Windows and Dragon One More Time

Tuesday, April 27th, 2010

I had a serious and scary flareup of RSI this weekend, so I decided to give Dragon NaturallySpeaking and Windows one more chance. If Dragon craps out on me again, I’ve discovered that I may actually be able to get in touch with Nuance technical support by posting nasty comments about them on their Amazon product pages. You’d think it would be more efficient to just answer customer e-mails in the first place, but apparently Nuance doesn’t agree.

One other thing I’m trying, is to run Dragon NaturallySpeaking in Parallels 5 on my Mac. Parallels 5 is a little faster than VMWare Fusion was, and is actually usable on my MacBook for basic web surfing and other simple operations. However, I’m skeptical of its ability to run CPU intensive applications like Dragon NaturallySpeaking and FPS games. I am considering upgrading my Mac to either one of the new MacBook Pros or perhaps a Mac Pro if Apple ever gets around to releasing new models.
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#503 Puerto Rican Bullfinch

Friday, April 16th, 2010

Only one life bird today, the endemic Puerto Rican Bullfinch. I saw it only very briefly; but it’s very distinctive and easily identified: a jet black bird with big orange on its head and throat. I saw this on the Ballenas Trail in the Bosque del Seco. Unfortunately, I did not get a photo of this one, so how about a much better photo of a Puerto Rican Tody instead?


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#498-502 Back at the Copa

Thursday, April 15th, 2010

Today we spent most of the day at the hotel (plus one abortive, rained out trip to the allegedly dry forest). Early in the morning (6:30-8:30) I spent some time in an undeveloped area just east of the hotel with a lot of mud flats and it was jumping. In fact, I’d say it was the best birding of the trip so far. Across the road from the hotel I finally located a small flock of buzzy little brown jobs I’d been hearing for a couple of days. They weren’t anything I recognized, but after consulting the field guide I decided they were grassquits, but which ones? The female and immature Yellow-faced Grassquits look almost exactly like the immature Black-faced Grassquits. Fortunately I eventually spotted one male Yellow-faced Grassquit (though no photo) which resolved that. Or at least it did until I found two adult male Black-faced Grassquits:

Apparently it was a mixed flock so that’s #498 and #499. At least one of the grassquits was banded, though I couldn’t read the band. I later learned there’s been an active bird banding project in Bosque del Seco for a couple of decades now.
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#494-497 in Old San Juan

Wednesday, April 14th, 2010

Today was a break from birding. Instead Beth and I went to visit Viejo San Juan. It reminded me more of the French Quarter than anywhere else I’ve ever seen. Of course I did bring my binoculars, and Beth brought her camera. You never know when something’s going to surprise you in the middle of the city, and Viejo San Juan didn’t disappoint. The first surprise was what I first thought were Tree Swallows, but they were a little off. For one thing, when’s the last time you saw Tree Swallows nesting in the middle of the city? After consulting the field guide I realized we were looking at Caribbean Martins!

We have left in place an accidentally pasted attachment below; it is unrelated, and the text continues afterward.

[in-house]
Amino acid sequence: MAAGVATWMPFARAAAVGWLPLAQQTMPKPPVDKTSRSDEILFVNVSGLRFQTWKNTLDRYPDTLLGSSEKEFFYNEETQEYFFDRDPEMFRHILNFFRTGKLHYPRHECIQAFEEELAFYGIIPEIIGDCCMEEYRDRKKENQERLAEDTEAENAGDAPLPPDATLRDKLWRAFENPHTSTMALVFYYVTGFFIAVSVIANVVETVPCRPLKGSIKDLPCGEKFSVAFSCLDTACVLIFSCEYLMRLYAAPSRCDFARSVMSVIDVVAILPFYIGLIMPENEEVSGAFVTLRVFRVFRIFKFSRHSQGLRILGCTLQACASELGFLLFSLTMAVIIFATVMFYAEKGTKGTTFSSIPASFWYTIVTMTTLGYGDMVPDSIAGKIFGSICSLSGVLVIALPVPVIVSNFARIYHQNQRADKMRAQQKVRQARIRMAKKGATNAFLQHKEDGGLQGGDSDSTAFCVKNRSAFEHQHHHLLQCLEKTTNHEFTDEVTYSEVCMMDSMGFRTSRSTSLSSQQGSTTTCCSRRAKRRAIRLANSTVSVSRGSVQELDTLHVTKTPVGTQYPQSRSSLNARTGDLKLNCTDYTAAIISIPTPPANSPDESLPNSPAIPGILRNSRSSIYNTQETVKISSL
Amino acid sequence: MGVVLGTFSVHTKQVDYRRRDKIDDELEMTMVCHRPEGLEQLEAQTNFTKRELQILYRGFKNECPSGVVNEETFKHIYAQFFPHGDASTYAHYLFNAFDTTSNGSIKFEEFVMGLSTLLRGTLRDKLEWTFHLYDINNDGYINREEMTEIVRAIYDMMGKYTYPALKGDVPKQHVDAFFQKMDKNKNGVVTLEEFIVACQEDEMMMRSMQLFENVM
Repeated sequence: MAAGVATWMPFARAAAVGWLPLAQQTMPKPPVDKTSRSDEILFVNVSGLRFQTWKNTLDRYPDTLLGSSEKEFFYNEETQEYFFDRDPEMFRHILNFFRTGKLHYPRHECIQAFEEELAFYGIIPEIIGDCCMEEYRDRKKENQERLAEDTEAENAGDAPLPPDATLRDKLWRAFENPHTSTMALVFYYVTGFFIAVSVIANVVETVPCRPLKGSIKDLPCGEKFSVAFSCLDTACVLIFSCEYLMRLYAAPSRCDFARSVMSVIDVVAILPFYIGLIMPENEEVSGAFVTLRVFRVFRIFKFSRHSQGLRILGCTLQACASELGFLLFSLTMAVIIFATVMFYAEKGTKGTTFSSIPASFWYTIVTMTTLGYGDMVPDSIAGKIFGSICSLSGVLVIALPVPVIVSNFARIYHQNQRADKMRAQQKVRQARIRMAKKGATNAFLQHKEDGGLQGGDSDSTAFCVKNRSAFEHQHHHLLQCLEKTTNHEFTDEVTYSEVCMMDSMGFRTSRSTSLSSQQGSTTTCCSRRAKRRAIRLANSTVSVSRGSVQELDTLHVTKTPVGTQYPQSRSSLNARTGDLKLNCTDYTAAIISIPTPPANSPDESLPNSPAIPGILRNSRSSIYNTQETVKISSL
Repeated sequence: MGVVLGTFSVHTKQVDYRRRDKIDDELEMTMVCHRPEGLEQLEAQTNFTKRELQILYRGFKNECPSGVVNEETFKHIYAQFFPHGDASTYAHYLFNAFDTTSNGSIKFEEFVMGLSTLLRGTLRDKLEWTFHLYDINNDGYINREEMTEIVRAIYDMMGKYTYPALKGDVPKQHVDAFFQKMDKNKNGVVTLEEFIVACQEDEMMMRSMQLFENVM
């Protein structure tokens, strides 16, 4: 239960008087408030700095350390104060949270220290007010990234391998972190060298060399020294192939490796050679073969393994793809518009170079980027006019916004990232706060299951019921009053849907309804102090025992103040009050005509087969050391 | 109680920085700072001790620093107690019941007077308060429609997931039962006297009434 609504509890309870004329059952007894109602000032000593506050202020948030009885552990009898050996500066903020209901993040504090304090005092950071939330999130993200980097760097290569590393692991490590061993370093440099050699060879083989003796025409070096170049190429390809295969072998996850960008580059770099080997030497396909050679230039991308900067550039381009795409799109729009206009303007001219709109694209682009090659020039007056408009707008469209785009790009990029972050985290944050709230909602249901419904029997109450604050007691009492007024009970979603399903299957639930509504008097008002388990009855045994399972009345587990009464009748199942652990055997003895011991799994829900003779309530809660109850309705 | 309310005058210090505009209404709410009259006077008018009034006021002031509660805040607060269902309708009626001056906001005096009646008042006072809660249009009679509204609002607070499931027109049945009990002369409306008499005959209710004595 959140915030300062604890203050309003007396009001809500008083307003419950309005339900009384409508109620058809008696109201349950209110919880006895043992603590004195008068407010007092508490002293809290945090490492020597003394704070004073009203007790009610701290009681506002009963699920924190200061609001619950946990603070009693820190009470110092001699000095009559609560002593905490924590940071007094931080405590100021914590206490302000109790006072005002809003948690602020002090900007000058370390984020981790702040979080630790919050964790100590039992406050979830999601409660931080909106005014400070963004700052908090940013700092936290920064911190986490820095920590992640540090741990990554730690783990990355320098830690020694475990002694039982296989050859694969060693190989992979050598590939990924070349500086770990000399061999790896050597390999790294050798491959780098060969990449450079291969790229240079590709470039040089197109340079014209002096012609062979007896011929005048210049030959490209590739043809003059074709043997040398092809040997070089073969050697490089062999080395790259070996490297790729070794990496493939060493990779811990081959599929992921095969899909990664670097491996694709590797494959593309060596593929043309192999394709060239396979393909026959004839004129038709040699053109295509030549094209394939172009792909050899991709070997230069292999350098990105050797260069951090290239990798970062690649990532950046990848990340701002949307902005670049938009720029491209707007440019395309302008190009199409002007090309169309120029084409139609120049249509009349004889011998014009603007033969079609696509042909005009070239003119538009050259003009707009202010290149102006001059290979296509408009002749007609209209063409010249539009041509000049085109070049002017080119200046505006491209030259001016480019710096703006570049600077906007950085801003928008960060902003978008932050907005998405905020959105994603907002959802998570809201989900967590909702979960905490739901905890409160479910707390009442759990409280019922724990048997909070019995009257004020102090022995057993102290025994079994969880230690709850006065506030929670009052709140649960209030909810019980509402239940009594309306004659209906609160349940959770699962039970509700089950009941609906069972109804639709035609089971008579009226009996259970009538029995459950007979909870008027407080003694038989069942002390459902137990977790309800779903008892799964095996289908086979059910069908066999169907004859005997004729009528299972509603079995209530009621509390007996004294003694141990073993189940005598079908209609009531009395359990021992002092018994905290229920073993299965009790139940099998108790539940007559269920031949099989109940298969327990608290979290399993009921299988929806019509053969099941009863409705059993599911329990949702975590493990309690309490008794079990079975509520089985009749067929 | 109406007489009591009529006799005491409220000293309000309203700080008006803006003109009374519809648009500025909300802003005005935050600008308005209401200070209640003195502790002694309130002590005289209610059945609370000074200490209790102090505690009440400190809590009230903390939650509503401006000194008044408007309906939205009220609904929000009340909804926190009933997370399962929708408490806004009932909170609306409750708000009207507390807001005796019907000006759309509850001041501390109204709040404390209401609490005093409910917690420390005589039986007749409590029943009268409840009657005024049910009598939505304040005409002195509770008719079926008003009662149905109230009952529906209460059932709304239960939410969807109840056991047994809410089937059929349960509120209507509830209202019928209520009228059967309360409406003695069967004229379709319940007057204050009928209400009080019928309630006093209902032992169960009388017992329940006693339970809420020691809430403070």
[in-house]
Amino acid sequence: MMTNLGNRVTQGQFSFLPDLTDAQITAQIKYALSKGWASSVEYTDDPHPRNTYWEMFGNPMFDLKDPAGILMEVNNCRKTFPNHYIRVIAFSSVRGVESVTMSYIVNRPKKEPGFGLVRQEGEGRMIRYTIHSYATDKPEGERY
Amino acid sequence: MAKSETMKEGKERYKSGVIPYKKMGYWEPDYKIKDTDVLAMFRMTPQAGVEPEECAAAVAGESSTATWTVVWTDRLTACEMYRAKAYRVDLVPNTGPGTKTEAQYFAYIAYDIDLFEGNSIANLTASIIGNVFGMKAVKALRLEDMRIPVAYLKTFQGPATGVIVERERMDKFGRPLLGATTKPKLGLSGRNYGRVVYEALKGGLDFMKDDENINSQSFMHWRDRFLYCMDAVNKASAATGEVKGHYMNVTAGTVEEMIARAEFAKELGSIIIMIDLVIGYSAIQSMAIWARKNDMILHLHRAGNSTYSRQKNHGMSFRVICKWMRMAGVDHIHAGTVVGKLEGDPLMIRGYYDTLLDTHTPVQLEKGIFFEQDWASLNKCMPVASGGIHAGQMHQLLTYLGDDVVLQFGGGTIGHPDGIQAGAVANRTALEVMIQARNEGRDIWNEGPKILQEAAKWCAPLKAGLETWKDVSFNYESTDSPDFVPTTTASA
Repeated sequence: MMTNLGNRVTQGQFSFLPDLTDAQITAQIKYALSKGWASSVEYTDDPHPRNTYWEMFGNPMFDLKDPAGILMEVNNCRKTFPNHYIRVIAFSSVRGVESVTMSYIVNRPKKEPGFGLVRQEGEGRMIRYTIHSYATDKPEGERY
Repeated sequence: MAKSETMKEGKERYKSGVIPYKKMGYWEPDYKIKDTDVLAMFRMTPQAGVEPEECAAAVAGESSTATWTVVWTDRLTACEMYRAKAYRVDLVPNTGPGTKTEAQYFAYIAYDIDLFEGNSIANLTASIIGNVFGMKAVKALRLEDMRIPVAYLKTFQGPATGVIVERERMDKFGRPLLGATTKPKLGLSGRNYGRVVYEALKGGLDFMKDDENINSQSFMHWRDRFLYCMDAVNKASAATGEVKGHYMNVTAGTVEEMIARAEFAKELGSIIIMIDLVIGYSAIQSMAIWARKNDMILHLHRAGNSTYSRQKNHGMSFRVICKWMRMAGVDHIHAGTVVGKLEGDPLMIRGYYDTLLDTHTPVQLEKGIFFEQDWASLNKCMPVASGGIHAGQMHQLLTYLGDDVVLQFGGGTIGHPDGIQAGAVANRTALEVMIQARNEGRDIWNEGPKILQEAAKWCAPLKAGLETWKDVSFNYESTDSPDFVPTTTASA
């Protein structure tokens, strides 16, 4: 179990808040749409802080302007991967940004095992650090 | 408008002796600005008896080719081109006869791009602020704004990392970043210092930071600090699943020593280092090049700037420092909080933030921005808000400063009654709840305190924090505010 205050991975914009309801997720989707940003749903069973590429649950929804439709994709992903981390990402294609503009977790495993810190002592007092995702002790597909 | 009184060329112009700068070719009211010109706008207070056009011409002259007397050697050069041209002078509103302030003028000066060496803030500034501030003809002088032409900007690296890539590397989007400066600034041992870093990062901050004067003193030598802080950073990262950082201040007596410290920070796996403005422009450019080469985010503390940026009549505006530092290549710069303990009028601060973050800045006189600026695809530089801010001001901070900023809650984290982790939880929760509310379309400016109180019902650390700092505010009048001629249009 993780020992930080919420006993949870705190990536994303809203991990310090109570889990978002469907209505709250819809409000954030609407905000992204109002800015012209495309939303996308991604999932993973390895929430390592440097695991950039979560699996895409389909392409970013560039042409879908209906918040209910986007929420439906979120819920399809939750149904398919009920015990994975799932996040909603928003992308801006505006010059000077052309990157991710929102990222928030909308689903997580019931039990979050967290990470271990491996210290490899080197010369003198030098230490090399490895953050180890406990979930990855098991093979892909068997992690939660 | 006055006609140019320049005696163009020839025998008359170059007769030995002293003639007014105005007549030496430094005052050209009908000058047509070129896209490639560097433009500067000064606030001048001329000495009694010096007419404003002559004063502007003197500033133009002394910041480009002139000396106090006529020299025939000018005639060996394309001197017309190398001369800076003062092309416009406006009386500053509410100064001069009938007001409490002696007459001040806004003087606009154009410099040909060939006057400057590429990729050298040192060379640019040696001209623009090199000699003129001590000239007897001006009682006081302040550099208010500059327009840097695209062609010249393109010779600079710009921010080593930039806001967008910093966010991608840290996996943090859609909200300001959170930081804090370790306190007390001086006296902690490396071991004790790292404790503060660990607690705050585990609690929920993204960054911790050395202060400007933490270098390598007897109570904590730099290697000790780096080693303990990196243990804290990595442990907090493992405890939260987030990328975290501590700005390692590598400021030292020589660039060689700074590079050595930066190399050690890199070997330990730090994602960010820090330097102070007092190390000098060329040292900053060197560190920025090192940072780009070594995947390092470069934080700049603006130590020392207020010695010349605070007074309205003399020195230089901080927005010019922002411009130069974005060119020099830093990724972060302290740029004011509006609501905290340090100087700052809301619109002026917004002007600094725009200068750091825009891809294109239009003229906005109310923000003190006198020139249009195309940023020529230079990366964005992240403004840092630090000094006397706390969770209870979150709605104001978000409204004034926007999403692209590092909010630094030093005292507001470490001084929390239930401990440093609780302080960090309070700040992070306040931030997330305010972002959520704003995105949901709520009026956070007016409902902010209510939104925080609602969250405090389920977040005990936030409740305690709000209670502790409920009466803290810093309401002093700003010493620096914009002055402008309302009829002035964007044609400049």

After that it was a few Greater Antillean Grackles, a Monk Parakeet or three, and hundreds and hundreds of Rock Pigeons until we reached the western city wall where a Red-legged Thrush dropped down right in front of us:

I’ll try for a better photo Saturday when I’m back in San Juan with my real camera.
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#490-493 at Laguna Cartagena

Tuesday, April 13th, 2010

Today Beth and I drove up to Lajas and Laguna Cartagena, allegedly one of the best and least visited birding sites in Puerto Rico. As a large freshwater pond, it supports a lot of species that aren’t easily found elsewhere. It’s a bit hard to find and our directions weren’t great, but we got to the southeast entrance around 9:00 A.M. The area’s overgrown and the first birds we found were Gallus gallus (i.e. chickens) but we also sa a lot of Gray Kingbirds and some Cattle Egrets. Mostly though it was the same stuff we’d seen elsewhere until this last bird I first misidentified as a Smooth-billed Ani. However a closer look at the photos showed it was no such thing. The bill is completely wrong:

In fact I now think this is a Shiny Cowbird.
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#488-489 at the Copa Marina

Monday, April 12th, 2010

After we got back from Bosque del Seco I took another spin around the hotel grounds. Toward the eastern end, I heard some unfamiliar buzzing noises, and eventually tracked it down to a Bananaquit:


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